If you want a very quick snapshot of a particular company, I think Google Finance has the most amount of information on a single page and provides the easiest interface to reach it. Simply type in the ticker or name of the company and you can get a wealth of information on one page. You can access their related companies, their latest financials, recent and future events, key stats & ratios, a brief summary as well as links on their company website, list of officers and directors, as well as links to other resource reports such as SEC filings, MSN Money’s listed major holders, etc. All that information is one page, that’s why I like it over other similar services like Yahoo Finance (Yahoo Finance’s advantage is that you can add a lot of technical indicators to their charting services).

Wall Street Journal Markets Data Center

So, armed with that information, you probably have enough to go out and do some serious damage to your portfolio (take that any way you’d like :) ). Are you ready to be inundated with market data? If so, and my inundated I mean like drinking from a fire hose, then check out the Wall Street Journal Markets Data Center. Pages and pages and pages of financial information at your finger tips. (if it’s intimidating, but that’s okay… and that’s just the home page, you can drill down even more!) It’s absolutely stunning… now go forth and conquer!

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4 Responses to “Resources to Learn About Stock Market Investing”

  1. Tyler says:

    Jim,
    I would like to add that, much like Google Finance, if you are searching for ETF’s to add to your portfolio I like to use etfconnect.com to see as much information on the selected ETF that can be viewed on a single page.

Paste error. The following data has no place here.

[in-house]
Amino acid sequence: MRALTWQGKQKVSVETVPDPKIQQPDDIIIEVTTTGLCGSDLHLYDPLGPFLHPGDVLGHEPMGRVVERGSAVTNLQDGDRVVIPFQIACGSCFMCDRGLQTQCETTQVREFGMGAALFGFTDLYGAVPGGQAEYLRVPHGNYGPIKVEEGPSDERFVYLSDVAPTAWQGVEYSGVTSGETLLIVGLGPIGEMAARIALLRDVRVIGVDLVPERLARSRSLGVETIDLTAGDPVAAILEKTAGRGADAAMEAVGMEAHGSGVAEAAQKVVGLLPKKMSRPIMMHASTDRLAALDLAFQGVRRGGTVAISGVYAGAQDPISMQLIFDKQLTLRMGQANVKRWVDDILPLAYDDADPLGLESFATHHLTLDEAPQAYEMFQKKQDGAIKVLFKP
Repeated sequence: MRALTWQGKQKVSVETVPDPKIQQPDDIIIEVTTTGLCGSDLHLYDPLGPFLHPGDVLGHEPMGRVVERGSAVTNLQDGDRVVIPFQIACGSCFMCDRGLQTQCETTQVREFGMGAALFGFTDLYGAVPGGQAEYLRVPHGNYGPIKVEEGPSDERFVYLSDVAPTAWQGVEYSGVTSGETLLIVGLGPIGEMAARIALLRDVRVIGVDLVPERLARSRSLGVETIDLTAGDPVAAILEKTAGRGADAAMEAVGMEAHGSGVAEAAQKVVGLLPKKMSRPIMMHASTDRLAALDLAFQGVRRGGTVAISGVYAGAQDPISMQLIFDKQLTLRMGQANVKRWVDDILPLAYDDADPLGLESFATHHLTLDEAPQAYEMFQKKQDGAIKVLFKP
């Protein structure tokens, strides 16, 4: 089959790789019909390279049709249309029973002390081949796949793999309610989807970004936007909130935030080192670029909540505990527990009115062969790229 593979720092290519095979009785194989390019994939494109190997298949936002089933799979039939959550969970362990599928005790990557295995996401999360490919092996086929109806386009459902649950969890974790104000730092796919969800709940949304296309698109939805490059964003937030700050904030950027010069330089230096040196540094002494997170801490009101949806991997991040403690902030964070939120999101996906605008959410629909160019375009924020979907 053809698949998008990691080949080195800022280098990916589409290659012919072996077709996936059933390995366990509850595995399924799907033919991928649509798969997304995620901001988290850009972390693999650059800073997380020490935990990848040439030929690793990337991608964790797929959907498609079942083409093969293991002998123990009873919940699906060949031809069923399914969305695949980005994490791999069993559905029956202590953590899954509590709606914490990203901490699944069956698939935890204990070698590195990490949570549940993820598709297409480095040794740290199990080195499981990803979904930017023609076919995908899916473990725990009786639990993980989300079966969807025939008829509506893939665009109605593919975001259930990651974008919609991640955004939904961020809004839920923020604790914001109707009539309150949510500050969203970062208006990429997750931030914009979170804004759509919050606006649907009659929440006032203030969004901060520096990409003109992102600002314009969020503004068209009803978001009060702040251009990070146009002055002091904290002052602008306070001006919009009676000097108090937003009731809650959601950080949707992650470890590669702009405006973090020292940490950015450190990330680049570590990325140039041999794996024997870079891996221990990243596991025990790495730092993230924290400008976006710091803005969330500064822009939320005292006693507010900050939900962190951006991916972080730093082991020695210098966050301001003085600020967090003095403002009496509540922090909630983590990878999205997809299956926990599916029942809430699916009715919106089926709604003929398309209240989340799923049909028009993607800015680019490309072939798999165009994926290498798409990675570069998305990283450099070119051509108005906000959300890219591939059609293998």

2. Dave says:

    Jim,

    Some great leads here.. thanks a lot!

    Overall I would add that if you are following the price of a given stock or even major index, finance.google has a noticeable lag compared to wsj.com .. including both intraday and posting at close…

    Also, another great thing about wsj.com and finance.google is that you can create portfolios to monitor your holdings… and if you don’t want to get your hands dirty, you can trade in fake money, buying and selling stock and index funds… and the portfolios will track your gains or losses (overall and daily), so you can gain some experience without putting funds at risk.

  3. To me, yahoo finance is better than google finance, because it offers you much more information on the front page as well as ticker specific. Yahoo finance also lets you download stock and dividend data, whereas google just charts it and shows it to you..

  4. syra says:

    Learning how to invest in stock market is not as difficult as we might think. We need some common sense, and a willingness to do some research. The first step is to do some research. Begin by reading some personal finance and investing books. Subscribe to some magazines devoted to the subject. Money magazine is an excellent source of common sense advice for the average person. The Internet is also a great source for information. There are many online sources for classes. Most of the classes for the average investor are free. Take advantage of any of these that we can.It might also be a good idea to make an appointment with a fee only advisor.This will cost money, as they charge an hourly rate. But, this can well be worth the expense.